A rare gem of a movie, TURK 182! is one of my all-time favorite feel good movies and is definitely the only movie on my list that has an exclamation point in the actual title. It’s not a mistake, there really is an exclamation point at the end of the title and it was advertised as such, one-sheet posters and all. After all these years the movie continues to stick in my head as one of the best representations of a story with a protagonist fighting for a cause that everyone can get behind. In today’s dangerous mine-field of political backtalk and left-right doublespeak that makes the Geek set (especially the younger ones) feel like no one really gets their point of view, it is important for them to see “old” movies like Turk to see that as cliché as it sounds some things are worth fighting for no matter the odds.
Jimmy Lynch, played by Timothy Hutton just a few years after winning his Oscar for Ordinary People, is one of those guys you can really root for and the film never gets old. It is the classic underdog story; an urban spray-painting graffiti Rocky Balboa has his shot at the title. But instead of using his fists, Jimmy uses his God given artistic talent to make his and his brother’s voice heard. Jimmy is a regular Brooklyn 20-year old still trying to find his place in NYC. Jimmy’s much older brother Terry (the late great Robert Urich), a veteran firefighter is off-duty at the local bar Hooly’s, when a fire breaks out in a neighboring building. Responding as quickly as he can despite having thrown back a few, Terry springs into action and to save a missing little girl in the fiery building. With the fire getting worse by the minute and no back-up, Terry heroically finds the girl and just as he is about to escape the fire department blasts the door open with their astonishingly powerful hose. Terry and the little girl are thrown out a fourth story window and land on a car. It is a heartbreakingly realistic scene and you know in your heart while watching it that the booze is going to come into account as the story unfolds.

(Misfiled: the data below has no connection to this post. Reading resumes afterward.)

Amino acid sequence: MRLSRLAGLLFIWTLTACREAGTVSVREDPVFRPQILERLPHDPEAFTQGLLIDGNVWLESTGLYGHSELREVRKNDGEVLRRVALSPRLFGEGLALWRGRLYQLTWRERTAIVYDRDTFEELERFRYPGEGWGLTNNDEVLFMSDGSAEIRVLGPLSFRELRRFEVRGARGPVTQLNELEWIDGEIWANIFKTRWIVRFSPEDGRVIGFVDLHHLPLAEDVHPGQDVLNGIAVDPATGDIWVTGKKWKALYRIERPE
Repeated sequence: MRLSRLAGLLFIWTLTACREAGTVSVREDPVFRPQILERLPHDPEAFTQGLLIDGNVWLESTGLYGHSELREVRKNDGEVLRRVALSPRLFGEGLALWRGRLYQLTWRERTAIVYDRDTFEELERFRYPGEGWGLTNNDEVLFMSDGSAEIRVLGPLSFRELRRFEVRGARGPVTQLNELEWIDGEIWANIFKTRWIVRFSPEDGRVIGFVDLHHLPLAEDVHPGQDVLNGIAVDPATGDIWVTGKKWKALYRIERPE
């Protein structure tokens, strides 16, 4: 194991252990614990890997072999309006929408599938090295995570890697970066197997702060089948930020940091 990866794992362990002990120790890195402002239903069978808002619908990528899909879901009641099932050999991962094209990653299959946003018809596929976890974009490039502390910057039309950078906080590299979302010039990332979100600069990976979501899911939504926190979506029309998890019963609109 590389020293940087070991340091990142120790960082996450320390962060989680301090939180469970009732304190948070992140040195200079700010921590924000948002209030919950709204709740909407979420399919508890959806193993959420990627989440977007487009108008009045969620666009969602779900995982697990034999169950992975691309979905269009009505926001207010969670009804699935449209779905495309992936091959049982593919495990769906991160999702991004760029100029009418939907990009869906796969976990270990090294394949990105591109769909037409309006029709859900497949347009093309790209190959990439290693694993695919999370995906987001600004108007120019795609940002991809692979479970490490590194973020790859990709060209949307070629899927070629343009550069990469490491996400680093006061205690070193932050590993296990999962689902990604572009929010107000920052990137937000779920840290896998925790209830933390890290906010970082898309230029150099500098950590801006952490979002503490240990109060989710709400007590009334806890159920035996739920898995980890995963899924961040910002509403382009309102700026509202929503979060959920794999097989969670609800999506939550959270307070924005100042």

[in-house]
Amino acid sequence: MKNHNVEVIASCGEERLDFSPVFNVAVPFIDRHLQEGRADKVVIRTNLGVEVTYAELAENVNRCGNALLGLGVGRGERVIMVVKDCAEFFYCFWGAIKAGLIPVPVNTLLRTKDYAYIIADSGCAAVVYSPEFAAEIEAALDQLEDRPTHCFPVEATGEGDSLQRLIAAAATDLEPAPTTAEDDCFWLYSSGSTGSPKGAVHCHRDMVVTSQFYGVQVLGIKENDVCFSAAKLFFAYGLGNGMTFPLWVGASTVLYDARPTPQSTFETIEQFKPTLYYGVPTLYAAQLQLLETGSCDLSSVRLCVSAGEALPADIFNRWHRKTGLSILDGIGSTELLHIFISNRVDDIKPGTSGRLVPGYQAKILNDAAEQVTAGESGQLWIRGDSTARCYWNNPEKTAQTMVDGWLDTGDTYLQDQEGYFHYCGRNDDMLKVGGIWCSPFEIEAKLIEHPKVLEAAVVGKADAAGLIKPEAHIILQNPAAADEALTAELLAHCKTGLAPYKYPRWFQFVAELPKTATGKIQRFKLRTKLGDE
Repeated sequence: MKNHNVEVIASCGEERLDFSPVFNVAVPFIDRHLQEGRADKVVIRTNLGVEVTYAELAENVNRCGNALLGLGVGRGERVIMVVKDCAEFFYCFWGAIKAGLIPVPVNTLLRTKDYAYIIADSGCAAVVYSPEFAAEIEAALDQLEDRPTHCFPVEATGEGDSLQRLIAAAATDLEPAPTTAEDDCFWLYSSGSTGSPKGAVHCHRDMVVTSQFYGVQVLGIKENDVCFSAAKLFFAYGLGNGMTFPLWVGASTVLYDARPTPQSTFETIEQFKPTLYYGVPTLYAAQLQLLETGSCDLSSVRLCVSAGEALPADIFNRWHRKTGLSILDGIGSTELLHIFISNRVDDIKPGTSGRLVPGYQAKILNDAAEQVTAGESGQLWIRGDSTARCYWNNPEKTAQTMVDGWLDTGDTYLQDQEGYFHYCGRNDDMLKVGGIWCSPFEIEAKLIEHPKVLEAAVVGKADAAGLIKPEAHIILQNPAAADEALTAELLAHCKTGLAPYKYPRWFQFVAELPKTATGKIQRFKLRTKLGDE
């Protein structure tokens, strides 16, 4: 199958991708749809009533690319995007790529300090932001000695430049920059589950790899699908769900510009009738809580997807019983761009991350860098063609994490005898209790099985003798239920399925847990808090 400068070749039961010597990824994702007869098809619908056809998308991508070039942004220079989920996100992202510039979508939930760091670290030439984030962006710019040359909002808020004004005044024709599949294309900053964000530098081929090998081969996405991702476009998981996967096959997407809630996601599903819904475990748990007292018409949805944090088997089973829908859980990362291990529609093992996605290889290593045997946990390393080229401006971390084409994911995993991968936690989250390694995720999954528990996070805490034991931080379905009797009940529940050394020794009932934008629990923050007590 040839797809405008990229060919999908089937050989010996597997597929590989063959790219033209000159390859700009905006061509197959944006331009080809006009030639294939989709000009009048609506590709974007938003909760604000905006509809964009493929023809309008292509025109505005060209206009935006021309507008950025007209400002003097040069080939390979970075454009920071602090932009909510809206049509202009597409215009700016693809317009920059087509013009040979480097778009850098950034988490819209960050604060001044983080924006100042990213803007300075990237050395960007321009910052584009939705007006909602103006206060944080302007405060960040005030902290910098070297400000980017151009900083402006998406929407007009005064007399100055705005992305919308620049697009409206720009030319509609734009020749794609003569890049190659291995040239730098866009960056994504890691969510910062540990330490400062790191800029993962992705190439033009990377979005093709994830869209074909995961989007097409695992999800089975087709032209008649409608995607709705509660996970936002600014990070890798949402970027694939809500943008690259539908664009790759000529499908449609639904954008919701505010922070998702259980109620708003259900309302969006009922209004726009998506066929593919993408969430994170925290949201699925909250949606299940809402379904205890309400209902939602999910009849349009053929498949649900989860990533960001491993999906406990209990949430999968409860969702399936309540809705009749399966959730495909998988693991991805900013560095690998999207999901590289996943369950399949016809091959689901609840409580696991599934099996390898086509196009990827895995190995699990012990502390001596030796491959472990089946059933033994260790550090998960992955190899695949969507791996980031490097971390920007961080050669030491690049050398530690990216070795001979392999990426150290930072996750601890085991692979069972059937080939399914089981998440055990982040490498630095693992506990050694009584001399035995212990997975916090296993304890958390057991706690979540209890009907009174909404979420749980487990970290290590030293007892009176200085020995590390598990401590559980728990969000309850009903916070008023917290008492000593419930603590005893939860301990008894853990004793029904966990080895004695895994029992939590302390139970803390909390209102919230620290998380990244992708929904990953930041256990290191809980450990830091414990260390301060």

After losing their parents to alcoholism and suicide, Jimmy was raised by Terry. More like a father than a big brother, Jimmy is forced to watch Terry burn through his savings and become increasingly detached in his rehab six months after the accident. With letters and bills piling up from city agencies wanting money and denials of claims for benefits, Jimmy takes it upon himself to go to City Hall to try and find some face to face lenience and instead walks into an impromptu press conference with Mayor Tyler of NYC (Robert Culp). Tyler is in the midst of a scandal himself the press has dubbed “Zimmerman Flew and Tyler Knew.” Apparently the Tyler assigned Public Works Commissioner Zimmerman fled the city to Brazil to avoid prosecution for a looming scandal. They do not go that deep into the details of the scandal, which is a smart move by director Bob Clark because the audience automatically assumes it must be sex, drugs or money. In an election year the press is having a field day with the scandal that is bringing Tyler’s re-election campaign down further by the day. After Jimmy makes a big scene amongst the reporters, Mayor Tyler’s handlers allow the kid to speak. Ever the politician, Mayor Tyler only listens to part of Jimmy’s story and calls his older brother a drunk, humiliating both Jimmy and his family’s name. In an act of childish vandalism just after the Mayor’ crushing tongue lashing, Jimmy paper-hangs the office of the Mayor with all of the city notices he has received. (Just to be clear it was a hell of a lot easier to get into just about anywhere back in the 1980’s, especially in NYC.) Furious, Mayor Tyler berates and reprimands his head of security Detective Ryan, played in scary Joe-like fashion by Peter Boyle. With the name of Terry on all of the papers, Ryan and his goons head to Hooly’s and arrest the very drunk elder Lynch. After Jimmy attempts to get his brother out of jail and meets up with social worker Dani Boudreau (Kim Cattrall) they learn that while in custody Terry tried to kill himself. With Terry in a full body cast at Blake Memorial and in worse financial shape than ever, Jimmy runs down to Battery Park to the Mayor’s next scheduled appearance having to do with his main election platform of cleaning up New York. Despite making a scene to no avail, Jimmy sees a group of vandals paint “Zimmerman Flew and Tyler Knew” on the massive Golden Apple the Mayor presented. Jimmy has a lightbulb idea and he figures out a way to be heard.